My Kitchen Cookbooks: Nigella Christmas

Julie's Family Kitchen

I simply couldn’t let December pass by and not feature Nigella Christmas by Nigella Lawson in ‘My Kitchen Cookbooks’ series. Nigella Christmas is an iconic Christmas recipe book full of enticing and decadent delights. It oozes Christmas charm and is a joy to browse through whilst planning your Christmas feast. I received my copy as a Christmas present quite a few years ago and it’s a book I turn to every year for festive inspiration. It has recently been republished with a stylised front cover but I quite like my retro looking copy.

Nigella has all manner of Christmas meals catered for in this book from informal suppers to the main event featuring roast turkey. There’s a huge variety of side dishes, starters, canapés and cocktails too.

The Spruced Up Vanilla Cake recipe is one I’ve been meaning to try for a long while, in fact I bought the Nordic Ware Holiday Tree bundt tin especially a couple of years ago but just never got round to it. I have to admit the thought of using a bundt tin for the first time was a little scary, I had visions of bits of cake clinging to the side and the resulting cake looking a complete disaster. As you can see from the picture, I shouldn’t have worried. I sprayed the tin inside liberally with cake release spray and the cake came out with no bother at all. The Spruced Up Vanilla Cake really has the WOW factor and is an ideal centre piece for a Christmas party.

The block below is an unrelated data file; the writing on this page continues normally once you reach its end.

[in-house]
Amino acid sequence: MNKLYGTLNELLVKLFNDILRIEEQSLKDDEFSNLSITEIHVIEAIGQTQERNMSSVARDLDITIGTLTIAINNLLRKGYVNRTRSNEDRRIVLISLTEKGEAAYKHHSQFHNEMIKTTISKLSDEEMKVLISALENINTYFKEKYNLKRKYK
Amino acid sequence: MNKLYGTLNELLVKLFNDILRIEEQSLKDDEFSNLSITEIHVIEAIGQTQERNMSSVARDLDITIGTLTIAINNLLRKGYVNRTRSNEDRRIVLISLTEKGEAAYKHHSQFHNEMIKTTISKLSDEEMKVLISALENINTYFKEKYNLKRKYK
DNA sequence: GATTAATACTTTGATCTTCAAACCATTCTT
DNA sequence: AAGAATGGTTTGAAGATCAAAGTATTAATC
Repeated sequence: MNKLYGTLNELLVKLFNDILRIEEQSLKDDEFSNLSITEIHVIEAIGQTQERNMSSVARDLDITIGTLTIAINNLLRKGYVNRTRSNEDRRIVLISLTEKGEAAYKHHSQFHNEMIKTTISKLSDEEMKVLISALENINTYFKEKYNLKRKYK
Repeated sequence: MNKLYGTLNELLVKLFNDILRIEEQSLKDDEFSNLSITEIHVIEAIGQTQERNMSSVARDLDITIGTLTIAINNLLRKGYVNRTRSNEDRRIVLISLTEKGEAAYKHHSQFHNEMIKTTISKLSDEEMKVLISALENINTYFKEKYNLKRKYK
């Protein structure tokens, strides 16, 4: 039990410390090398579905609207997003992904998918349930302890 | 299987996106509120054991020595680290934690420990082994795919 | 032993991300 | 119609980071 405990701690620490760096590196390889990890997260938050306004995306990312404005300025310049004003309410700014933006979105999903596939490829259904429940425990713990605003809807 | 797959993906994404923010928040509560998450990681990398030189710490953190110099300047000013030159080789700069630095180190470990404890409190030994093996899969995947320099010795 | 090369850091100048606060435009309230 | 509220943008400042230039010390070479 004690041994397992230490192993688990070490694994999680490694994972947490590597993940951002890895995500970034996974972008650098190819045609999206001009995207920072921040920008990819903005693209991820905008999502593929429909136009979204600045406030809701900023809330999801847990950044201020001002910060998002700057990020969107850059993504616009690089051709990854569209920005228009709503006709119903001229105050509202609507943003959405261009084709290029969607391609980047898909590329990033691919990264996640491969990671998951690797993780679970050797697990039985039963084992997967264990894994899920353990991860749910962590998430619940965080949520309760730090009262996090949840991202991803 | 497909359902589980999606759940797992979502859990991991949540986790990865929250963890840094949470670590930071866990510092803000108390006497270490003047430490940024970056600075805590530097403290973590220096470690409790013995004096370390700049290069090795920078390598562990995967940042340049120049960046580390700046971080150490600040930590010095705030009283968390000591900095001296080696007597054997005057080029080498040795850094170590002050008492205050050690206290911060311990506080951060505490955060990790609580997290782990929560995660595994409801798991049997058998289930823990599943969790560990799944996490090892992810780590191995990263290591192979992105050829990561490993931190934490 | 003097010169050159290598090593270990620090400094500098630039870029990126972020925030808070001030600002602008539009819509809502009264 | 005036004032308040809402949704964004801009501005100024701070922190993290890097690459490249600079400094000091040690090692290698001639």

Julie's Family Kitchen

I don’t know about you but I actually like brussels sprouts. Inspired by Nigella’s recipe, I now always cook my brussels sprouts with chestnuts and pancetta. I don’t bother with the Marsala wine as Nigella recommends but it’s definitely a great way to liven up sprouts.

My favourite chapter in Nigella Christmas has to be ‘Joy to the world – Christmas baking and sweet treats’, I just wish I had enough time to bake everything. One year I baked two batches of the super chocolatey Christmas Chocolate Biscuits for my girls to take into school for the class Christmas parties. I’ve also baked the very delicious Cranberry and White Chocolate Cookies as presents for the class teachers and the school lollypop lady.

I don’t usually make a Christmas pudding as I always make a Christmas cake instead. This year I’m seriously considering making the ‘Chocolate Pudding for Christmas Pudding Haters with Hot Chocolate Sauce’, it looks like a chocolate lovers dream dessert and I think it will please everyone. There’s an amazing chapter on edible gifts, perfect if you like to make and give your own Christmas hampers. Nigella really has got everything covered with a fabulous selection of chutneys, flavoured vodkas and sweet things.

Nigella Christmas is a cookbook I’d definitely recommend and would make a wonderful Christmas gift for the foodie in your life.

Until next time.

Julie
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My Kitchen Cookbooks: Paul Hollywood’s British Baking


Paul Hollywood's British Baking

It’s probably no real surprise that Paul Hollywood’s British Baking is one of the latest books to adorn my bookshelf. It was a birthday present from my husband and children along with a copy of The Great British Bake Off Christmas. Perfect for a Bake Off fan like me. I even managed to get my copy of British Baking signed by the very man himself at the recent BBC Good Food Bakes & Cakes Show in London.

Paul Hollywood

In his latest offering Paul Hollywood has researched recipes from up and down the British Isles. The book is divided into regions, the Southwest, the South & Southeast, the Midlands, the North, Wales, Ireland and Scotland which all have their own individual baking traditions but there are many similarities too, such as griddle baking and steamed puddings.